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The Continuous Update Project (CUP) is an ongoing program that analyzes global research on how diet, nutrition and physical activity affect cancer risk and survival.

A major milestone in cancer research, the Third Expert Report analyzes and synthesizes the evidence gathered in CUP reports and serves as a vital resource for anyone interested in preventing cancer.

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Read real-life accounts of how AICR is changing lives through cancer prevention and survivorship.

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AICR champions research that increases understanding of the relationship between nutrition, lifestyle, and cancer.

AICR’s resources can help you navigate questions about nutrition and lifestyle, and empower you to advocate for your health.

AICR is committed to putting what we know about cancer prevention into action. To help you live healthier, we’ve taken the latest research and made 10 Cancer Prevention Recommendations.

March 26, 2015 | 2 minute read

Speak Up Now: Voice Your Interests for the New Dietary Guidelines

, Speak Up Now: Voice Your Interests for the New Dietary Guidelines

Me giving oral testimony. Click for full video.

Earlier this week, 70+ people – representing interests such as meat, dairy, public health, sugar, vegetarian, spices and sustainability – gathered at the National Institutes of Health to weigh in on what the 2015 Dietary Guidelines should say to Americans about a healthy diet.

I had the opportunity to represent AICR and speak up for guidance that will help Americans more easily make choices to lower their cancer risk. Everyone had 3 minutes to speak directly to experts from USDA and Health and Human Services who will be writing the 2015 dietary guidelines for Americans. You can watch the video here. The Dietary Guidelines (revised every 5 years) are key to how we move forward with dietary advice, and that also affects how food is produced and manufactured in the U.S.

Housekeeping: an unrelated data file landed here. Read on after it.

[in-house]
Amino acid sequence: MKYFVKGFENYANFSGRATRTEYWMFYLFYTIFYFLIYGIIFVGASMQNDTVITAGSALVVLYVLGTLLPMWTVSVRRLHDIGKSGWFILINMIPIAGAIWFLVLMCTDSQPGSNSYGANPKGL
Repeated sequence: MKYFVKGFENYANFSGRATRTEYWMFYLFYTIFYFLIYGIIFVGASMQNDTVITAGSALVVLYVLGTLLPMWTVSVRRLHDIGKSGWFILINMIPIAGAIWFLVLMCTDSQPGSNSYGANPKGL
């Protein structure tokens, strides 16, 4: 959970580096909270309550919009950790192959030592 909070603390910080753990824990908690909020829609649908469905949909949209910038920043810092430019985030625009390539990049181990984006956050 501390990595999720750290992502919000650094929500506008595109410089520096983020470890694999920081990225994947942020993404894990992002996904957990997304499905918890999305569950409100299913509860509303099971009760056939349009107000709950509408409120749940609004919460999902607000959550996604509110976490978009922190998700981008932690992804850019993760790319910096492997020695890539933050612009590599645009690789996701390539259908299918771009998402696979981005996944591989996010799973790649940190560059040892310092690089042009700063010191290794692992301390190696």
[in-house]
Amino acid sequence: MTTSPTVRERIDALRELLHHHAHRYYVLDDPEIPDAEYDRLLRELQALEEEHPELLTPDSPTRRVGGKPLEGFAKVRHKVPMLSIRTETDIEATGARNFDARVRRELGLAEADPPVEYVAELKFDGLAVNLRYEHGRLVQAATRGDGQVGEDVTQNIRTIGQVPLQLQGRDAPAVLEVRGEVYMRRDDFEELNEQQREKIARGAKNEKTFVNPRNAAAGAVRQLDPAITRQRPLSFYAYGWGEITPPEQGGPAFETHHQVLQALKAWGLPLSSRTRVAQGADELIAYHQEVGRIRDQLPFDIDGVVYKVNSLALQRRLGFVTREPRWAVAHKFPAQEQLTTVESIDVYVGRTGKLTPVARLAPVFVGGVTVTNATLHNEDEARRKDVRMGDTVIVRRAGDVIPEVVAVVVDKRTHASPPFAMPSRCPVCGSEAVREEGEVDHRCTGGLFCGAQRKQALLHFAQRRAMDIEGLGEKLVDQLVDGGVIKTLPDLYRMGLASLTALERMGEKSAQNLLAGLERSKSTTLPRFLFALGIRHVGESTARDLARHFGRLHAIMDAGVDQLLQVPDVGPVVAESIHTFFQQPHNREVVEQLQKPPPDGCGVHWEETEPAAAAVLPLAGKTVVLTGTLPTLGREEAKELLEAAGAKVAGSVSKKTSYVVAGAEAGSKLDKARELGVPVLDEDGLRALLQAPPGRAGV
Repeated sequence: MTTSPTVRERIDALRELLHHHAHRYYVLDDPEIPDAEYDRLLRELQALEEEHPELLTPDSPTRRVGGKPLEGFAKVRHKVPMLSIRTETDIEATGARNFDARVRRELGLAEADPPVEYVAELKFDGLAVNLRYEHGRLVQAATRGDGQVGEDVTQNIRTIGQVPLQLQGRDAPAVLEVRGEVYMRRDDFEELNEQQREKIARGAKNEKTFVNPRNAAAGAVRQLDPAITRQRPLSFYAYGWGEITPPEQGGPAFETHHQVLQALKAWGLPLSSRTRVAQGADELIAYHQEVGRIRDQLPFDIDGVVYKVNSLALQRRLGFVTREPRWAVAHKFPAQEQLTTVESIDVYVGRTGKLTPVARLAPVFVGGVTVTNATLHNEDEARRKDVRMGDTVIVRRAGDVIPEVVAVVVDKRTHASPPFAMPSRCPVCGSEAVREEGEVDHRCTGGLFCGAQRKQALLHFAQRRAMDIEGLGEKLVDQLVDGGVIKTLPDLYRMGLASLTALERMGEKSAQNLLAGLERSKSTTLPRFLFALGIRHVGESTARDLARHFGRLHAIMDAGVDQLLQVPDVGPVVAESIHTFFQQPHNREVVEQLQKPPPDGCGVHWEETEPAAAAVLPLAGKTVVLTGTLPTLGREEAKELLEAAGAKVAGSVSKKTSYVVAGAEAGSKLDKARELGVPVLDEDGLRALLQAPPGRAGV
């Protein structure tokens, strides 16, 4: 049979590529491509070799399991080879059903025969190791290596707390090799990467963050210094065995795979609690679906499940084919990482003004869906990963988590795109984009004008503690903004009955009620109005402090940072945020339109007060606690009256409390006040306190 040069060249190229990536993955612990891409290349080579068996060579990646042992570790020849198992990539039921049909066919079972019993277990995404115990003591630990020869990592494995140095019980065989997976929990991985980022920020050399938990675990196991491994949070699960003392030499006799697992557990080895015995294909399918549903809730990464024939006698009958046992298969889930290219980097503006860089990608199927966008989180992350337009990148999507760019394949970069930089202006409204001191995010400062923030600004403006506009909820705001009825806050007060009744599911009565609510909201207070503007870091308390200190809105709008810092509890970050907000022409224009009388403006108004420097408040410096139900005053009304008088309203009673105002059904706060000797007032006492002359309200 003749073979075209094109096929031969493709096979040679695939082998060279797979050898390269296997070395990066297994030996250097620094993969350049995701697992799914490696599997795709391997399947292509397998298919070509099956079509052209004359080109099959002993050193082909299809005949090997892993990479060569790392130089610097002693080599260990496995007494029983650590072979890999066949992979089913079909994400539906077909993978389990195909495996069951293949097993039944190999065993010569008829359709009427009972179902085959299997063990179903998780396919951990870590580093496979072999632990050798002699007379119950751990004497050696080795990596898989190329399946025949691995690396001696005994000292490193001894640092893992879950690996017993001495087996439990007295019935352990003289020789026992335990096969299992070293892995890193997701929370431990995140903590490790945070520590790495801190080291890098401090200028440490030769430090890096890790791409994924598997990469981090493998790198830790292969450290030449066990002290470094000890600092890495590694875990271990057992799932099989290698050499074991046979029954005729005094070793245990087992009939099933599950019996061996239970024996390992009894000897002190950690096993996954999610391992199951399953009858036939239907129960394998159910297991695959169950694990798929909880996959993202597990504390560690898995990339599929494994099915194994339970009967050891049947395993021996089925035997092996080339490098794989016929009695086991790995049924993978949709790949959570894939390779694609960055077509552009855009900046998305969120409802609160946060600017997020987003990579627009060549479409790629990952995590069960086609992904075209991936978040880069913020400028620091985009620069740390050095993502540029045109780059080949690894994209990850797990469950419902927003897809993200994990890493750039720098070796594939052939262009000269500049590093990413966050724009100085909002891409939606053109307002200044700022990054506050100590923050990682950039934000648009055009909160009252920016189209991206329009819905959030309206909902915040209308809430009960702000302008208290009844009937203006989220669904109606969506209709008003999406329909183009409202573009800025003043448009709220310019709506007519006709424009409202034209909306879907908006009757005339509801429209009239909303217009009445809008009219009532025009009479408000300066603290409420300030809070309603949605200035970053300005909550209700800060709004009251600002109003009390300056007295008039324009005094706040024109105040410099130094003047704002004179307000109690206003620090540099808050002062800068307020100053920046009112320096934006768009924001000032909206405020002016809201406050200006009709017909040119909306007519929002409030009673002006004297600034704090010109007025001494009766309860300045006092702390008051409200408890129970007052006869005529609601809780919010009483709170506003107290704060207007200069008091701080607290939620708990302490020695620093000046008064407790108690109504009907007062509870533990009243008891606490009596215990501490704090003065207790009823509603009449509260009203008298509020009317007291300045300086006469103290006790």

Here’s what I focused on for cancer prevention:

  • advise Americans to reduce how much red and processed meat we eat;
  • advise Americans to limit added sugars in drinks and foods to 5-10% of total calories and
  • promote a variety of plant-based ways of eating such as the Mediterranean style diet.

Everyone represented their interest – red meat producers focused on health benefits of lean red meat and opposed any language about reducing how much red meat we eat. Environmental groups voiced support for considering sustainability of our food supply, and cranberry, soy and lentil reps endorsed the role of their plant foods in a healthful diet.

These interest groups are speaking up. You should too. Give your opinion here on what the Dietary Guidelines should say. And you can read others’ comments as well. The deadline is May 8 – after you comment there, let us know by leaving a comment on this blog.

Your comments to those writing the guidelines are just as important as those of us representing organizations and specific interests. There’s a reason interest groups on all sides are lobbying hard – they know that what is written in those guidelines has real world impact on what Americans eat.

We know Americans want foods that support health, taste good and are high quality. These foods also need to be available and accessible in all schools, neighborhoods and grocery stores. So, please speak up!

For more information on how the advisory committee’s recommendations align with cancer prevention and for their report, read How New Dietary Guidelines Report Align with Cancer Preventive Diet.

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